Some subspecies of caribou that overwinter in the Arctic do this too - surviving the season on a diet of lichen.
Now, the bones of dinosaurs from farther south also showed some variation, but it was less consistent.
It was more like they just had the bad year for food now and then.
So, this evidence suggests that Edmontosaurus in the Arctic regularly went through some pretty lean times, either by toughing it out through the winter or maybe even by migrating in search of food.
And some experts do think that hadrosaurs might have migrated, either within the Arctic Circle or maybe a bit farther south.
There’s more evidence to consider!
Paleontologists have found mass bonebeds of juvenile Edmontosaurus in Alaska, but they were probably caused by rivers flooding their banks in the spring - not winter.
And some researchers think these little dinos would’ve been too small to migrate very far.
So, while experts differ on how exactly Edmontosaurus spent their winters, they agree that those dinos were not alone.
In some of these Edmontosaurus bonebeds, paleontologists have found tooth marks on the bones, as well as shed teeth.
And some of those match the teeth of Troodon.
Based on how common their teeth are in the Arctic, it looks like this dinosaur was really abundant up north.
So, how did Troodon survive?
Well for one, it had large, forward-facing eyes that probably helped it take in as much light as possible.
Based on research from other Troodon specimens, they had binocular vision similar to modern avian raptors and a brain size within the range of extant birds.
This means they could probably see well in low light.
And like other members of its extended family, the Troodontidae, it was also probably covered in feathers, which would’ve helped insulate it against the cold.
But there was something else that these Arctic Troodon had that their southern relatives didn’t that allowed them to survive: larger bodies.
The teeth of Troodon from the Arctic are about twice as big than those of Troodon from farther south.
So instead of being about 2 meters long, Arctic Troodon was probably twice that, more like 4 meters in length.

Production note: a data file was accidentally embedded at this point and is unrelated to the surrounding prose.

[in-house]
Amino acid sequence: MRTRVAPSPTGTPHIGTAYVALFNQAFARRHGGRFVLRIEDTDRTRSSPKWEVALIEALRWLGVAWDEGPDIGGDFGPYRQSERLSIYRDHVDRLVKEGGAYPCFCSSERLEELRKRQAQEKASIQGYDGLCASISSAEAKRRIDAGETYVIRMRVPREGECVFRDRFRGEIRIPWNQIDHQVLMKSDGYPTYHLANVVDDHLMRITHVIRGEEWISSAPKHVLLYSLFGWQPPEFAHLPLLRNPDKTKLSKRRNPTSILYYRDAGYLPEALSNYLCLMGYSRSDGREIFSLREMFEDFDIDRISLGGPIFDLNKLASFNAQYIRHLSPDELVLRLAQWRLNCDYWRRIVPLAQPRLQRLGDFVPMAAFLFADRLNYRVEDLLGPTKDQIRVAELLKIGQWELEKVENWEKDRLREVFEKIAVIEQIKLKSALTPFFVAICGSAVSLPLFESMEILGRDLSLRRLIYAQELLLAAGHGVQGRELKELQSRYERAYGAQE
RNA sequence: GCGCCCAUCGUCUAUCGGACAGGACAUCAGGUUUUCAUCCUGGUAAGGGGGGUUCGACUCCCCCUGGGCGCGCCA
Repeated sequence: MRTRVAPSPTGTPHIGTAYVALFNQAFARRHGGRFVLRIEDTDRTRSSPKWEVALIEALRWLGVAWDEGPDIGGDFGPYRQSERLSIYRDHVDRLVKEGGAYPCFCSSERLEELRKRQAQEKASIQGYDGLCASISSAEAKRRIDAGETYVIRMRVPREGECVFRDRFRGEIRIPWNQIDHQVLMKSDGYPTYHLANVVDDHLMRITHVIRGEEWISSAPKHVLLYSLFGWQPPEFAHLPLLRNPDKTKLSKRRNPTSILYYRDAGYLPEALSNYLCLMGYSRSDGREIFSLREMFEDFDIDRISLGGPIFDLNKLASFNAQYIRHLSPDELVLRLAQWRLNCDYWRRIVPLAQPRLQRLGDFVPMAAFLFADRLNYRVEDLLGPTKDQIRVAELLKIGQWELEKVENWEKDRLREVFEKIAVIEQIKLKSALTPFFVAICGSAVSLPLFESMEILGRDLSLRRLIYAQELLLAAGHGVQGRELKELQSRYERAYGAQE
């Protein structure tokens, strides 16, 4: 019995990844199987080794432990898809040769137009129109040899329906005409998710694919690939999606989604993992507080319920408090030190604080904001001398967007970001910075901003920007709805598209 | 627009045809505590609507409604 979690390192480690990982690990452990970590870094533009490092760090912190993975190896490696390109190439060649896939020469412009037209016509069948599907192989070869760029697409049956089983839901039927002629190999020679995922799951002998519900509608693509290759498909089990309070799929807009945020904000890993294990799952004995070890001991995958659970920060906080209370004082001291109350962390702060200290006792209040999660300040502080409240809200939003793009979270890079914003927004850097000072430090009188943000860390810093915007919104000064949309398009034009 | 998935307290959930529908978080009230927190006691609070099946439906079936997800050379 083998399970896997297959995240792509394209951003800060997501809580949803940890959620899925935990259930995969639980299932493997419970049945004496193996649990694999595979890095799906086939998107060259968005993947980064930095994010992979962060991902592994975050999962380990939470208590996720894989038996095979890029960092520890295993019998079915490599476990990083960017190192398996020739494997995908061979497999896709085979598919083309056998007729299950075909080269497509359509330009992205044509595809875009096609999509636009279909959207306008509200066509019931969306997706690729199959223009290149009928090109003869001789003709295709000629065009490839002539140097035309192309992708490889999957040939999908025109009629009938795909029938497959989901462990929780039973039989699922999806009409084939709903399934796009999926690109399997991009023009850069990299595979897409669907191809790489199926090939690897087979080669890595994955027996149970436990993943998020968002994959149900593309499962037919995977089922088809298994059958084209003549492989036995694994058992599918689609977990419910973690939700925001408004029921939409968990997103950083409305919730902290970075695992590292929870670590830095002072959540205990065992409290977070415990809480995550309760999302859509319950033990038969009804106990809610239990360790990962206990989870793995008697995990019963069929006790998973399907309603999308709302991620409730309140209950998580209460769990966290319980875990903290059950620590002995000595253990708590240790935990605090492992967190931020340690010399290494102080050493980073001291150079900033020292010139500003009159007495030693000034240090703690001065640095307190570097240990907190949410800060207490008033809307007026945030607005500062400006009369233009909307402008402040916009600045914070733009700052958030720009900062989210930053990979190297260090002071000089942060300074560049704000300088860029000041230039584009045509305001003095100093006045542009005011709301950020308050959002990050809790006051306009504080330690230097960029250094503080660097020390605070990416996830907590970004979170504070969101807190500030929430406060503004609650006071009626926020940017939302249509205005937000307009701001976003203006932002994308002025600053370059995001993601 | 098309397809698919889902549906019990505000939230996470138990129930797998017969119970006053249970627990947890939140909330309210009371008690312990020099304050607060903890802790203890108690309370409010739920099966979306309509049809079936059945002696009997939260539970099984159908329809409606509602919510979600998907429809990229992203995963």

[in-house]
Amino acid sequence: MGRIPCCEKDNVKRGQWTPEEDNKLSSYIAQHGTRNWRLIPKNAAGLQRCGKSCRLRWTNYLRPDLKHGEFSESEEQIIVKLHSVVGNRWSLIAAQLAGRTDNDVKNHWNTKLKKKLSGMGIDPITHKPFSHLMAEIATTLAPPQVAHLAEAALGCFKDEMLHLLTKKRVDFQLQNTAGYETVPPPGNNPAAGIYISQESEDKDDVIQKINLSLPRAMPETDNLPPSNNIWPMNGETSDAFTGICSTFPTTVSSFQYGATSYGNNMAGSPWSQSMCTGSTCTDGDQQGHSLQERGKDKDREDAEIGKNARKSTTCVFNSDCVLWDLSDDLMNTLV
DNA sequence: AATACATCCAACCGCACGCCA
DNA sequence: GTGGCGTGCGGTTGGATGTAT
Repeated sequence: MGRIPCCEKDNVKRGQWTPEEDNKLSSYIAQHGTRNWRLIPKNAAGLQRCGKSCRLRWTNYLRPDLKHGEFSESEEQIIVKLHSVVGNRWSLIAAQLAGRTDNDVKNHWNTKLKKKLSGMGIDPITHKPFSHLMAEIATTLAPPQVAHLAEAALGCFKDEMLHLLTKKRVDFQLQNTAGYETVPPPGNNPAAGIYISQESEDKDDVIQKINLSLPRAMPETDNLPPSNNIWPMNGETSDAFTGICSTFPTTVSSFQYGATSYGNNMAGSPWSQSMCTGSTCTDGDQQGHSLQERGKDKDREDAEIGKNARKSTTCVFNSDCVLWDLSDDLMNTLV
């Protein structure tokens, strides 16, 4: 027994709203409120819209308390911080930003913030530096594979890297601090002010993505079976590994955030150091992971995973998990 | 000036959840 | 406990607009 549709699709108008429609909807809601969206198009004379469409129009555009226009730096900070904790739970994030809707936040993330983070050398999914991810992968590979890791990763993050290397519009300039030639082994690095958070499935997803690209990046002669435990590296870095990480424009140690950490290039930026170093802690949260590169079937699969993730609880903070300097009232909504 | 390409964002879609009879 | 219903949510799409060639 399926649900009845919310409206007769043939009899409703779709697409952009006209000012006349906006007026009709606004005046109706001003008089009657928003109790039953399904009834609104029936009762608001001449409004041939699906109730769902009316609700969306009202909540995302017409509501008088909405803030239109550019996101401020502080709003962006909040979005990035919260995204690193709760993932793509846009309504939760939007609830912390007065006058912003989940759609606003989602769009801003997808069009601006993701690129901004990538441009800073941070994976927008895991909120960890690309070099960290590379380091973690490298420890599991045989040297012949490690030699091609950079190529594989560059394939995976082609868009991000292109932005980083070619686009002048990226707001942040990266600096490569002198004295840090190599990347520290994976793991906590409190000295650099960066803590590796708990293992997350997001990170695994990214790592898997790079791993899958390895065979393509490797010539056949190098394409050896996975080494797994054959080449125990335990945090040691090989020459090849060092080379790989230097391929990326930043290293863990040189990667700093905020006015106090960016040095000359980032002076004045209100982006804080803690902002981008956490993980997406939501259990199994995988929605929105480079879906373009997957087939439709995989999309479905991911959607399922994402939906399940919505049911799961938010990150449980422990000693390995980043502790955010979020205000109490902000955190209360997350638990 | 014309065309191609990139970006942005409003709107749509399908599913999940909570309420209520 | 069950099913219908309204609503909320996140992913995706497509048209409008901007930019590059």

Some researchers think a lack of other predators might have made this large size possible, but others think it could be the result of phenotypic plasticity.
This is when an organism's behavior, morphology, and physiology change in response to its environment.
For example, in many modern animals, like the gray wolf, we see larger sizes when their prey are larger or more abundant.
And in Troodon, getting bigger may have been a response to a greater availability of food, since there wasn’t much competition from other predatory dinosaurs.
Or it might’ve just been a way for Troodon to have bigger eyes - an advantage for hunting in low-light conditions.
But, finally, there was another dinosaur that lived in the Cretaceous Arctic, and it did things a little differently.
This carnivore was Nanuqsaurus, a northern relative of Tyrannosaurus rex.
And while Arctic Troodon survived by getting bigger than its southern cousins, Nanuqsaurus did the opposite.
It got smaller - it was about six meters long, only around half the length of a T. rex.
So why did Troodon get bigger than its relatives while Nanuqsaurus got smaller?
Well, again, has to do with how much food is available.
If Nanuqsaurus was as big as its other tyrannosaur relatives, it would’ve needed a lot more food to survive, especially if it was on the warm-blooded side.
But food was limited, and it had at least some competition from Troodon.
So a smaller body would’ve improved the chances that Nanuqsaurus could survive in the Arctic.
It seems like there was a sort of “Goldilocks zone” of body size for carnivorous dinosaurs in the Arctic; not too big, not too small, juuuust right.
But being adapted for life in the Arctic still couldn’t save these dinos.
They became extinct along with the other non-avian dinosaurs about 65 million years ago during the extinction event at the end of the Cretaceous Period.
They were already used to harsh conditions and low quality diets.
But the worldwide effects of the asteroid impact and volcanism that caused the K-Pg extinction probably pushed these animals to their breaking point.
For as long as they could, though, the dinosaurs of the Arctic coped, and they did it with the help of evolutionary strategies that resemble those of animals that live there today - changing their diets and acquiring body sizes that helped optimize their energy use.
Just goes to show that, as far as evolution is concerned, if it was a good adaptation before, it will still be a good adaptation millions of years later.